The Open Internet of Things Certification Mark is a global community-led effort to develop a consumer-facing certification mark for connected products or consumer-facing products that take advantage of any communications technologies to function.
We have developed 33 principles that we think address some of the most pressing issues in the development of secure, ethical, consumer-facing connected products.
We have sorted them according to whether they are essential, nice to have but don’t pose a threat, and best practice in a world where open source approaches to product development are embraced fully.
Click below to find the principles as A4 cards and an A3 poster you can print out and use to workshop or discuss in your organisation.
Why are we working on this?
We would like to apply the upcoming regulations like GDPR in the unregulated space of connected products (or internet of things).
We consider the current technical standards that address this space too narrow in their focus, unaffordable for most SMEs and difficult to implement without access to expensive resources.
We are taking an open approach to make these good practices accessible, affordable and easily understandable to founders of young companies in the internet of things sector, most of which do not come from an engineering background.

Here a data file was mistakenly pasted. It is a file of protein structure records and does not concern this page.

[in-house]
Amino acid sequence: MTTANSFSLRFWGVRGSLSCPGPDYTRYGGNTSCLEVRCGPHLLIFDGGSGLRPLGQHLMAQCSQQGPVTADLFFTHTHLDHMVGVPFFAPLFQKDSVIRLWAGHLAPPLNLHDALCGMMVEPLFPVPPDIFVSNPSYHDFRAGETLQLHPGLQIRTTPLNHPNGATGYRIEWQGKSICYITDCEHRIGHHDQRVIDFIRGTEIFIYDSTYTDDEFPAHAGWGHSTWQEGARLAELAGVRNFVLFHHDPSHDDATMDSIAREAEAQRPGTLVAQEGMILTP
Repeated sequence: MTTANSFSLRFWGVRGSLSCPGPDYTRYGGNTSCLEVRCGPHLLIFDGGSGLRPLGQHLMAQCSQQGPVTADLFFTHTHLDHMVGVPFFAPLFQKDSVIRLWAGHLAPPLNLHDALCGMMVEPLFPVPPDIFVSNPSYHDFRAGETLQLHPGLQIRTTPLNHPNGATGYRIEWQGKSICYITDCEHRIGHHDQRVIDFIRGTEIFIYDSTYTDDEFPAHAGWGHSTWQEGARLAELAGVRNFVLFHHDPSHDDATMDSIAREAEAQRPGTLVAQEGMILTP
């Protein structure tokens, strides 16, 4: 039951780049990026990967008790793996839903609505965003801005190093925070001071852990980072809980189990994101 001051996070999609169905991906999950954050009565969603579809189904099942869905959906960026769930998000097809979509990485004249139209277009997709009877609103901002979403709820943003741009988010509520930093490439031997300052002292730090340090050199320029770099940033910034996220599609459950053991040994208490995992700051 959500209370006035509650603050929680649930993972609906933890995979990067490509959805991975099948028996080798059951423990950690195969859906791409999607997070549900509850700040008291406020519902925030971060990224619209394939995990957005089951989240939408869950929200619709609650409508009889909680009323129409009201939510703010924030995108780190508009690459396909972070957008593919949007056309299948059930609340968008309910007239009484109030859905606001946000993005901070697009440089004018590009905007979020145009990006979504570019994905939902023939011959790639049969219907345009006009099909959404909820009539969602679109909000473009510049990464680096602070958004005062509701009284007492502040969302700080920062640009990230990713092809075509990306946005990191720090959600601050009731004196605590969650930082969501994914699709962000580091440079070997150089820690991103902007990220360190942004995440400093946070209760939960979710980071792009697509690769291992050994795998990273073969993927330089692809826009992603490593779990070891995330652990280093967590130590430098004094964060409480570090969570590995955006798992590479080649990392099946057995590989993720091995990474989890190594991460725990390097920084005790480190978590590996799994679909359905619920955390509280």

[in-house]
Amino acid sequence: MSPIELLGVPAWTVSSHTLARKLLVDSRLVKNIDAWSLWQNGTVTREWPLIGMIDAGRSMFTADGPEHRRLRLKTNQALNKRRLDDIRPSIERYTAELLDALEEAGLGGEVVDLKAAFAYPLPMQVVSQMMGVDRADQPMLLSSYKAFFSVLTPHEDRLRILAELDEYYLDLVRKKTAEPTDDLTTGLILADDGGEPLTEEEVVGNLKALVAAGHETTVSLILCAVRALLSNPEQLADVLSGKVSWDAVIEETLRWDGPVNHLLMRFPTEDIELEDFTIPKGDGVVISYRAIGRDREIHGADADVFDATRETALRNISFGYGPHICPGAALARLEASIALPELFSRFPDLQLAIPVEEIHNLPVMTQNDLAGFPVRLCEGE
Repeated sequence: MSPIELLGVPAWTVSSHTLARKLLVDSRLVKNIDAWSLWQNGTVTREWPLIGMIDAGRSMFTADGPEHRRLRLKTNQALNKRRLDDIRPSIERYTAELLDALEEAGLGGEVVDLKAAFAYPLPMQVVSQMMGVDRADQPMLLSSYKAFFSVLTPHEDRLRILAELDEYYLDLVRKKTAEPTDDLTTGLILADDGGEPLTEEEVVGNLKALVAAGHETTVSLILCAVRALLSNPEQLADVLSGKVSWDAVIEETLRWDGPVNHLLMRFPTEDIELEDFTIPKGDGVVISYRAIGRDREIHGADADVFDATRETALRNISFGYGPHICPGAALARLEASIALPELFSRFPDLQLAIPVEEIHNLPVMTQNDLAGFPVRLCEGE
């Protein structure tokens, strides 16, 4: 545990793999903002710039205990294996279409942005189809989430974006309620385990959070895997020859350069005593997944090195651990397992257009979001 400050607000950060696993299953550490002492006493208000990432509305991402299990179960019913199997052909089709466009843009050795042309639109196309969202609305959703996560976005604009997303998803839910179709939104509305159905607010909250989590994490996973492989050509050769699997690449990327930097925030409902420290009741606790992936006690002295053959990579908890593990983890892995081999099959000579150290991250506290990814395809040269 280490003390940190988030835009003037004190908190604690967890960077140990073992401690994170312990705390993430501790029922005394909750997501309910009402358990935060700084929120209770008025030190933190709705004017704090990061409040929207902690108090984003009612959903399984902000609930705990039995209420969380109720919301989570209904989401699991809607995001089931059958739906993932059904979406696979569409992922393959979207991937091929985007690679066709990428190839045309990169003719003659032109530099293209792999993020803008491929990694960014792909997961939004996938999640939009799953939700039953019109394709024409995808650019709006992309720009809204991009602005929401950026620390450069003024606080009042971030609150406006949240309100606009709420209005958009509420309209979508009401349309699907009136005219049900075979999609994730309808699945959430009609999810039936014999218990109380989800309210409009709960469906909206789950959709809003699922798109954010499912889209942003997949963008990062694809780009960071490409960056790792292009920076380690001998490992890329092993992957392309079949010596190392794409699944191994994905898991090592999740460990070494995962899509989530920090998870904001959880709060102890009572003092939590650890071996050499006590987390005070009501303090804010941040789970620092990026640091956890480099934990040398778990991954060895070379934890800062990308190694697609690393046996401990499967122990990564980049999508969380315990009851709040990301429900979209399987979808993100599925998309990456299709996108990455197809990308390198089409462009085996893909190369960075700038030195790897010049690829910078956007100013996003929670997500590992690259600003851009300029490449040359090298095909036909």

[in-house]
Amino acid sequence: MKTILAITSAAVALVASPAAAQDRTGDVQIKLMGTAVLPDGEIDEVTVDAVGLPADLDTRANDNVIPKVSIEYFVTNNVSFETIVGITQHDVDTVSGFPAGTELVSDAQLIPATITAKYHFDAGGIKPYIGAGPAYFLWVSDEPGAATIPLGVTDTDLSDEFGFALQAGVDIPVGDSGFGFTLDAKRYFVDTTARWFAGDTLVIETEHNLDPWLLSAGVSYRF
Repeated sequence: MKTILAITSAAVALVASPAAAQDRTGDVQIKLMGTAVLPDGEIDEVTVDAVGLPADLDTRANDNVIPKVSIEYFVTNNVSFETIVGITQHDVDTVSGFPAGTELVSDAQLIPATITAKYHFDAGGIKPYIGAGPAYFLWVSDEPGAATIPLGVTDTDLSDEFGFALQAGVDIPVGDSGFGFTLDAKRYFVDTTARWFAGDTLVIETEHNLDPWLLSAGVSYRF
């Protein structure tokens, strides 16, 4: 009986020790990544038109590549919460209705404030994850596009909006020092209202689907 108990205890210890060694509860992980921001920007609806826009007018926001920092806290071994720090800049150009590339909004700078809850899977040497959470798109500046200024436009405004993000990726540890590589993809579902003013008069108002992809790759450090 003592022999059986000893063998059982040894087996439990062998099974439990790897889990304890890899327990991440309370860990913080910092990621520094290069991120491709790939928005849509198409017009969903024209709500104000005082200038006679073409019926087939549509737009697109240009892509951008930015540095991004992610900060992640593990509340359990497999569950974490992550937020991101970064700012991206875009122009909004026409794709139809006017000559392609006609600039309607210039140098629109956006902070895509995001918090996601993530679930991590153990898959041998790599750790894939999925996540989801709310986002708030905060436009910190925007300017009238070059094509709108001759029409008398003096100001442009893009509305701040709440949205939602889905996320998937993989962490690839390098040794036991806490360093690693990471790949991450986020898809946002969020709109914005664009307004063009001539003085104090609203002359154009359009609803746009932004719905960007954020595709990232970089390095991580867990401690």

Badly designed connected products have a negative impact on consumers, at different levels:
- Customers are at risk because of security flaws at a hardware or software level.
- Customers are at risk because of aggressive, often surreptitious, data-driven business models that have the ability to supercede and block access to a physical functionality.
- Customers are given limited choices in buying connected products as most will currently suffer from:
- short-lived production runs or limited duration service provision
- high fail-rate of products
- little customer service provided
- limited repairability and as a consequence lead to an increase in e-waste.
We believe these problems are not insurmountable and by sharing openly what we think is best practice we can encourage not only large organisations to do better work but also smaller startups who are the lifeblood of the internet of things.